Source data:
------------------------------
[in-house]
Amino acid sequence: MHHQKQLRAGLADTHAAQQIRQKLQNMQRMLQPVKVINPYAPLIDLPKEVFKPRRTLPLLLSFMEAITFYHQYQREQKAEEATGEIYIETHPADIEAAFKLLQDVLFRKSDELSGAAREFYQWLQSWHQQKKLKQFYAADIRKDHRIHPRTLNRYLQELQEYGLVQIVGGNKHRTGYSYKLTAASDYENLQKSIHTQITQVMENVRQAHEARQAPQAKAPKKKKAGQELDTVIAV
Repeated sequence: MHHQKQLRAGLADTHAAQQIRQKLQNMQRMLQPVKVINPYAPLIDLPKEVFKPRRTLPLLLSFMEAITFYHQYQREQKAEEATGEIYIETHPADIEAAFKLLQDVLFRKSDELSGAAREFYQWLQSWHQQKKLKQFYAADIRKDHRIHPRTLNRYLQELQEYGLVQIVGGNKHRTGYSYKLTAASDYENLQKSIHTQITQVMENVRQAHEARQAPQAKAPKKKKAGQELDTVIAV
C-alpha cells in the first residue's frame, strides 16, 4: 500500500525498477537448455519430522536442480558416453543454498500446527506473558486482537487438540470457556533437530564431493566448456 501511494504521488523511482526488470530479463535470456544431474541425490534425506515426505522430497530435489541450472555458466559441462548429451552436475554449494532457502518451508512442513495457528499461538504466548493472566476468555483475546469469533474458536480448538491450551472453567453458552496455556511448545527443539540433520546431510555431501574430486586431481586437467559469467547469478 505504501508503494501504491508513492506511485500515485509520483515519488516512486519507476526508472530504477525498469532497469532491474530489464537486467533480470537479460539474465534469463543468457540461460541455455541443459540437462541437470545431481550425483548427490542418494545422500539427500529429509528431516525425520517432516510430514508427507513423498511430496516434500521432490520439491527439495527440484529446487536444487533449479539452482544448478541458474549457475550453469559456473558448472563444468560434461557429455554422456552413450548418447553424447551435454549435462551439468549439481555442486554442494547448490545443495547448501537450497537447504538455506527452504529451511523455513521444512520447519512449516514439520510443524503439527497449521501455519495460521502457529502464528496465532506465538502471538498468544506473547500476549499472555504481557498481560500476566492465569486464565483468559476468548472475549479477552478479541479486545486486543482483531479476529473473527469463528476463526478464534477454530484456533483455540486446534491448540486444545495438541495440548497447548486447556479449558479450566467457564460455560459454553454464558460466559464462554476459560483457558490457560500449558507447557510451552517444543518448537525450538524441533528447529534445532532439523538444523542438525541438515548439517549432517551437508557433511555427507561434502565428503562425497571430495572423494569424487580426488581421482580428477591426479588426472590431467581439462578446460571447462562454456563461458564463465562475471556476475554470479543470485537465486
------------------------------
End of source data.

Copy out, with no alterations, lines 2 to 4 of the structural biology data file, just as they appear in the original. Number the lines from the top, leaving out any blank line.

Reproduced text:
Amino acid sequence: MHHQKQLRAGLADTHAAQQIRQKLQNMQRMLQPVKVINPYAPLIDLPKEVFKPRRTLPLLLSFMEAITFYHQYQREQKAEEATGEIYIETHPADIEAAFKLLQDVLFRKSDELSGAAREFYQWLQSWHQQKKLKQFYAADIRKDHRIHPRTLNRYLQELQEYGLVQIVGGNKHRTGYSYKLTAASDYENLQKSIHTQITQVMENVRQAHEARQAPQAKAPKKKKAGQELDTVIAV
Repeated sequence: MHHQKQLRAGLADTHAAQQIRQKLQNMQRMLQPVKVINPYAPLIDLPKEVFKPRRTLPLLLSFMEAITFYHQYQREQKAEEATGEIYIETHPADIEAAFKLLQDVLFRKSDELSGAAREFYQWLQSWHQQKKLKQFYAADIRKDHRIHPRTLNRYLQELQEYGLVQIVGGNKHRTGYSYKLTAASDYENLQKSIHTQITQVMENVRQAHEARQAPQAKAPKKKKAGQELDTVIAV
C-alpha cells in the first residue's frame, strides 16, 4: 500500500525498477537448455519430522536442480558416453543454498500446527506473558486482537487438540470457556533437530564431493566448456 501511494504521488523511482526488470530479463535470456544431474541425490534425506515426505522430497530435489541450472555458466559441462548429451552436475554449494532457502518451508512442513495457528499461538504466548493472566476468555483475546469469533474458536480448538491450551472453567453458552496455556511448545527443539540433520546431510555431501574430486586431481586437467559469467547469478 505504501508503494501504491508513492506511485500515485509520483515519488516512486519507476526508472530504477525498469532497469532491474530489464537486467533480470537479460539474465534469463543468457540461460541455455541443459540437462541437470545431481550425483548427490542418494545422500539427500529429509528431516525425520517432516510430514508427507513423498511430496516434500521432490520439491527439495527440484529446487536444487533449479539452482544448478541458474549457475550453469559456473558448472563444468560434461557429455554422456552413450548418447553424447551435454549435462551439468549439481555442486554442494547448490545443495547448501537450497537447504538455506527452504529451511523455513521444512520447519512449516514439520510443524503439527497449521501455519495460521502457529502464528496465532506465538502471538498468544506473547500476549499472555504481557498481560500476566492465569486464565483468559476468548472475549479477552478479541479486545486486543482483531479476529473473527469463528476463526478464534477454530484456533483455540486446534491448540486444545495438541495440548497447548486447556479449558479450566467457564460455560459454553454464558460466559464462554476459560483457558490457560500449558507447557510451552517444543518448537525450538524441533528447529534445532532439523538444523542438525541438515548439517549432517551437508557433511555427507561434502565428503562425497571430495572423494569424487580426488581421482580428477591426479588426472590431467581439462578446460571447462562454456563461458564463465562475471556476475554470479543470485537465486